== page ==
thermally treating the lyophilisate at a temperature and for a period of time sufficient to inactivate possibly present viruses.
It is known per se that the indicated salts or salt-amino acid combinations constitute protein precipitating agents and have already been used as such at the production of coagulation factor preparations, as has been illustrated by the introductory survey of the prior art.
Yet, it is the merit of the combination according to this invention to enable the recovery of products that are superior to those known so far by exhibiting a high specific activity of Factor VIII at as low an IgG content as possible and simultaneously being sufficiently heat-stable.
Preferably, the lyophilisate is adjusted to a water content of more than 0.05 (5% by weight) and less than 0.70 (70% by weight), preferably less than 0.40 (40% by weight), and is treated in a closed container at a temperature ranging from 50° to 121° C. under elevation of the steam partial pressure.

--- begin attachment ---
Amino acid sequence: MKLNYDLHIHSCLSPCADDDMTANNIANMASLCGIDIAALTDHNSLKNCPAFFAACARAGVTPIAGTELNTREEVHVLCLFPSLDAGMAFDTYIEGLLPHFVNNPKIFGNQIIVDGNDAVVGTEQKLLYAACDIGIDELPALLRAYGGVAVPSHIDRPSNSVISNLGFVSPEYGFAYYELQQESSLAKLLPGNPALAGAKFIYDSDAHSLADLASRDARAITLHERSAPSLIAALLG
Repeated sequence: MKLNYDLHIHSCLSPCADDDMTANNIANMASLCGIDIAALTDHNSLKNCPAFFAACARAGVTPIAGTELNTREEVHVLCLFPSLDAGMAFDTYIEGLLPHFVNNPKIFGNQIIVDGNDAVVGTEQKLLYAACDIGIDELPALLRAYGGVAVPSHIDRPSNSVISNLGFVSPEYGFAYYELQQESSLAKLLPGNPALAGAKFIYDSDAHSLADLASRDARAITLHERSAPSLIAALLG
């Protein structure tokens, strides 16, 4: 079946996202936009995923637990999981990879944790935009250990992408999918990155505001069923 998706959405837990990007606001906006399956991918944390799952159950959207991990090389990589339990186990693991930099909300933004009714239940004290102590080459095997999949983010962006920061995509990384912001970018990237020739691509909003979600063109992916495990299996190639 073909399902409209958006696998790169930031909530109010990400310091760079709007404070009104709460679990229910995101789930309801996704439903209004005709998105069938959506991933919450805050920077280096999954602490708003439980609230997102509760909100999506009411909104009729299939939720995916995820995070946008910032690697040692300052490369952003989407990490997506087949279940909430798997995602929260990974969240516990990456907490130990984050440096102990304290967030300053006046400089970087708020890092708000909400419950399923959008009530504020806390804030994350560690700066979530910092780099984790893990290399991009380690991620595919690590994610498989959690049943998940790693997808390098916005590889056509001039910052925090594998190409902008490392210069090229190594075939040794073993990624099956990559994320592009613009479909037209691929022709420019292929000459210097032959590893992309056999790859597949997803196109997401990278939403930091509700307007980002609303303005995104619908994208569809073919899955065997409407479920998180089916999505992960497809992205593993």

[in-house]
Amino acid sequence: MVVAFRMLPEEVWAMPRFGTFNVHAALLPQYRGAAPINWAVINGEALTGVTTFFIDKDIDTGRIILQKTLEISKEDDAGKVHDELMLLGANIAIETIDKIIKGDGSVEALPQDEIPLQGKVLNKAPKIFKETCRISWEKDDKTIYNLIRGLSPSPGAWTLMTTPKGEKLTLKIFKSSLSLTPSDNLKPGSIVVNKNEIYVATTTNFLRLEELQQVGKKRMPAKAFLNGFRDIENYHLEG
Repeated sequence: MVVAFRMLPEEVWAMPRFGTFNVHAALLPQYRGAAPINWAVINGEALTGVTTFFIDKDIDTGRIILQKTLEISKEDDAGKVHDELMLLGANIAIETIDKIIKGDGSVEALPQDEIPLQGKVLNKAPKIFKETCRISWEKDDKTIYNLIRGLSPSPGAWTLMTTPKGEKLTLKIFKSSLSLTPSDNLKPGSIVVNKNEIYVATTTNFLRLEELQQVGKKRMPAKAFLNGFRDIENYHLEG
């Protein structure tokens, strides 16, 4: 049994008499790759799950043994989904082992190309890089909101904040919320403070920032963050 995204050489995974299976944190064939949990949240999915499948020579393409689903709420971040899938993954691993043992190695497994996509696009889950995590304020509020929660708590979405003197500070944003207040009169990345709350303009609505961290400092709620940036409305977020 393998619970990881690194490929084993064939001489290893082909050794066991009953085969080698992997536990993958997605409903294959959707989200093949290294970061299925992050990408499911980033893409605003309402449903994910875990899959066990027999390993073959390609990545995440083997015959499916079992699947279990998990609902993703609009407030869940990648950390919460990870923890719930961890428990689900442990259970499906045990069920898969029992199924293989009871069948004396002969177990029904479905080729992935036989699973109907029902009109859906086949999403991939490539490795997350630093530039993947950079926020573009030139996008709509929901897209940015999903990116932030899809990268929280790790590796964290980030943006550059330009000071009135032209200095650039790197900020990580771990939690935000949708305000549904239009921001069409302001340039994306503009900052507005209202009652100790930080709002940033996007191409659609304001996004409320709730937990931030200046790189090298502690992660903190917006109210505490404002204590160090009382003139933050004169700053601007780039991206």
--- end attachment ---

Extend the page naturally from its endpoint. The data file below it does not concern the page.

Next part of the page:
Suitably, the treatment of the lyophilisate with steam is carried out at a pressure of 0.01 to 2 bar for a period of up to 100 hours.
As the reproductive filterable pathogens, in particular, hepatitis viruses or HIV (human immune deficiency virus) are taken into consideration.
According to a preferred embodiment, the precipitation of the Factor VIII containing solution with the protein precipitating agent is effected at a pH of 5.6 to 6.8 and at a temperature of 1° to 40° C.
An advantageous embodiment of the method according to the invention is characterized by the combination of the following measures:
precipitating and separating undesired proteins from the solution of a cryoprecipitate in a citrated buffer optionally containing heparin, heparinoid, a complex compound of heparin and antithrombin III ("Atheplex") and/or aprotinin, at a pH of 6.0 to 6.4 and a temperature of 0° to 25° C., preferably 4° to 8° C.,